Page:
Recipes for Success: Librarian Voices
The Ins and Outs of ARCs, from ALA Annual
Guest Post: Kristi Chadwick, Library Director at Emily Williston Memorial Library and blogger at Books, Yarn, Ink and Other Pursuits

Books, Yarn, Ink

I’m happy to welcome Kristi Chadwick, Library Director and blogger, as our guest writer today for Recipes for Success: Librarian Voices. Kristi participated in a panel on the “Ins and Outs of ARCs” at ALA Annual last week and has been generous enough to write up a recap of her experience. Keep reading to find out more about what was discussed during her panel, including what publishers look for in librarians’ NetGalley profiles, and about what she’s reading and requesting via NetGalley!

The Faceless One      Gideon Smith and the Mechanical Girl

Recipes for Success aims to give NetGalley members helpful information, tools, and best practices to help facilitate your growth and effectiveness as professional readers. Check back often for tips and tricks from the insiders.

The American Library Association held their 2013 Annual Conference June 27- July 7 in Chicago, IL. As Marlene mentioned last week, the ALA conference is definitely “BEA for Librarians,” and this year was no exception. While I definitely found some print galleys to bring home with me, I am a self-proclaimed “go-go gadget geek” and love having access to digital advance reading copies and galleys. I love them so much, in fact, that I was part of a panel that discussed them!
At the conference I presented about Advance Reading Copies (ARCs) and galleys as part of a panel called “All About ARCs: The Ins and Outs of Using and Abusing Advance Reading Copies.” My co-panelists Kelly Jensen (from Stacked) and Liz Burns (from School Library Journal’s A Chair, A Fireplace and a Tea Cozy) and I discussed how librarians (and other professional readers) use galleys, where they get them, and what they do with them. We were also fortunate enough to have Jennifer Childs from Random House and Victoria Stapleton from Little, Brown & Co. to represent the publishing industry. They confirmed what NetGalley has highlighted: digital galleys are here to stay, and in fact their distribution is increasing as the numbers of print ARCs decline. For publishers, it is more cost-effective in the long run to use digital review copies, although they also realize that print is important to both librarians and patrons for collection development and readers’ advisory purposes.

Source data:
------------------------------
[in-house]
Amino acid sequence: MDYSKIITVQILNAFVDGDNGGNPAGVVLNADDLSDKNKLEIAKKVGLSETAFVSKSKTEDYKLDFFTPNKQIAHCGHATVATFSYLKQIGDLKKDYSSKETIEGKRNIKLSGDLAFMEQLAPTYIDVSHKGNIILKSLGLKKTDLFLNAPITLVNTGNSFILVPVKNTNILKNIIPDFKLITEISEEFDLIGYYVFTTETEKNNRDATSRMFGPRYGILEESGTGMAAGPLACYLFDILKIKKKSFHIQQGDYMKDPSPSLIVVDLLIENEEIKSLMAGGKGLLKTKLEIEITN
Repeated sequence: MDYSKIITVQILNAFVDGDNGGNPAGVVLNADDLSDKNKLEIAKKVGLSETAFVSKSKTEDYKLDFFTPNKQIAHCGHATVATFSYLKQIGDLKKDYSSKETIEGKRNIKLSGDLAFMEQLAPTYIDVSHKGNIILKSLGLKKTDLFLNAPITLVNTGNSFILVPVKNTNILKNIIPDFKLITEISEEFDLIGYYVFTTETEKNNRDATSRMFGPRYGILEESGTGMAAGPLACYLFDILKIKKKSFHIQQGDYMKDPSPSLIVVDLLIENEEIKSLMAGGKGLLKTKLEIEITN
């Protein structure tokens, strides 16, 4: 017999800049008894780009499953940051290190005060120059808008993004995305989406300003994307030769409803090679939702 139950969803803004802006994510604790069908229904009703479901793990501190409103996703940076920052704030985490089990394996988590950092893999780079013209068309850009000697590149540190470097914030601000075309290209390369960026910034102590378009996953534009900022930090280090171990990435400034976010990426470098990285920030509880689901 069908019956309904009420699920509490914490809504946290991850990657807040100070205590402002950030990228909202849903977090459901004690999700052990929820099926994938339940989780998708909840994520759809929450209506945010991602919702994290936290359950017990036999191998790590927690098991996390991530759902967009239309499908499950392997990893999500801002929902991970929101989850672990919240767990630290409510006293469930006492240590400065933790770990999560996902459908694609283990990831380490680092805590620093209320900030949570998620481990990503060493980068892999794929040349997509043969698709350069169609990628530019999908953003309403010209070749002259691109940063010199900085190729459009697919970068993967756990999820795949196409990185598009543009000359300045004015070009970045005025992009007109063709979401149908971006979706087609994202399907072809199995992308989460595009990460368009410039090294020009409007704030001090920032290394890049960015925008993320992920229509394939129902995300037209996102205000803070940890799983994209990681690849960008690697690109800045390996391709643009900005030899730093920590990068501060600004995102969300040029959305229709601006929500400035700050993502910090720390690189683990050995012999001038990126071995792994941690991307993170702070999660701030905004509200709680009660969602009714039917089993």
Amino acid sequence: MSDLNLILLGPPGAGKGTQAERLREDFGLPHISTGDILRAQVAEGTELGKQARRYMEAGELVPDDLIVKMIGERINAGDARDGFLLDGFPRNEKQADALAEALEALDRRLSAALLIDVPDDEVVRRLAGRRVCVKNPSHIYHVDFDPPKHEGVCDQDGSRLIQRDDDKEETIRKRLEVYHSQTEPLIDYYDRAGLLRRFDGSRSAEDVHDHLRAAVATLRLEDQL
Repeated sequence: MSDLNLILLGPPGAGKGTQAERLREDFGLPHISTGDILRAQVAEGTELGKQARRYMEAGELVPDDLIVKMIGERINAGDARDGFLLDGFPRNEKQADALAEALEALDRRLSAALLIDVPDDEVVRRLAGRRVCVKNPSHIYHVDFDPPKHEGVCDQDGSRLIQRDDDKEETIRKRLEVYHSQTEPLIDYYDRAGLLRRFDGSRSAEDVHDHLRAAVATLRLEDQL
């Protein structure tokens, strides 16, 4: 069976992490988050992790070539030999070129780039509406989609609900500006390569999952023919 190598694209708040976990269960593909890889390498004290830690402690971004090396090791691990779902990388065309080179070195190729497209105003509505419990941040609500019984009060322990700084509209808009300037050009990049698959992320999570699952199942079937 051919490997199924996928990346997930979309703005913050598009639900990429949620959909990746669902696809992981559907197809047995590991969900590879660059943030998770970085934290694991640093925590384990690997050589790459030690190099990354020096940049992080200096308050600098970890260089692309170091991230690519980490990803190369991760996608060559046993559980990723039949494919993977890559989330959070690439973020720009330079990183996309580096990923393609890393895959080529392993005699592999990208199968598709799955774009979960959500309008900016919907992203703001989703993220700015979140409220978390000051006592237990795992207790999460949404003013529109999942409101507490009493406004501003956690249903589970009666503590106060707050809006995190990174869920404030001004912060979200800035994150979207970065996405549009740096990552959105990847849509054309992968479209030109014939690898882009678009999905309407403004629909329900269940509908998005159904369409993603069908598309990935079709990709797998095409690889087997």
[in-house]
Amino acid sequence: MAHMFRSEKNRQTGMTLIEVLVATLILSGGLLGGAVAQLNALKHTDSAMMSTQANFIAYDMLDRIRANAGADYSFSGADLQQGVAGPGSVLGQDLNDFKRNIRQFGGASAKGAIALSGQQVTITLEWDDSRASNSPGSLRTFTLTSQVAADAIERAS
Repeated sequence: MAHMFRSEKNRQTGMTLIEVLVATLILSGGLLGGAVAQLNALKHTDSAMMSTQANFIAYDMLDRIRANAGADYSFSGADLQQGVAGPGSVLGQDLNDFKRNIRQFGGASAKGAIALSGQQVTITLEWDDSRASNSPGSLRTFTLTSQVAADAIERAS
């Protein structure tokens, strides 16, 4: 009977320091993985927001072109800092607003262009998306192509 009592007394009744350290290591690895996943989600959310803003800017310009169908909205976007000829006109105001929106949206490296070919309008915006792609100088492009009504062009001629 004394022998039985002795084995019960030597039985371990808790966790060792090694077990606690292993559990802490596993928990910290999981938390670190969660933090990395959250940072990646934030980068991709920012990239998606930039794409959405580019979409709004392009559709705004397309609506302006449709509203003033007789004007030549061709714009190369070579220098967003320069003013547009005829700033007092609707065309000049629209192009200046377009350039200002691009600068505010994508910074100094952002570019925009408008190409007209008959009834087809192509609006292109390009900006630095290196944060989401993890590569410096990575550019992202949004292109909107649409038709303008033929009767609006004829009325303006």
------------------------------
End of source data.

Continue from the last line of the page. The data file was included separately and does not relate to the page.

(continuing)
One question that was asked from the audience was “If I am using NetGalley for collection development, will publishers overlook me (as a librarian) if I am not writing reviews?” The answer from our publishers was a resounding “No!” Reviews are not necessary for regular access to digital galleys. However, they did stress that the completeness of your online profile weighs heavily in their decision-making process. If you are a librarian doing collection development, explain how you are using digital ARCs. Highlight what you do: do you work with children, young adults, or adults? What age levels? Are you making purchasing suggestions or decisions? NetGalley is a site for professional readers, and this information is very important so that publishers know you are doing more than leisure reading (not that that isn’t also important)!

I am a big science fiction and fantasy reader, and I love using NetGalley for upcoming titles, both for collection development and as a Library Journal reviewer. Right now I have a copy of The Faceless One by Mark Onspaugh (from Random House’s digital imprint Hydra) and am waiting for approval for Gideon Smith and the Mechanical Girl by David Barnett (Macmillan – Tor/Forge).

The Faceless Ones   Gideon Smith and the Mechanical Girl

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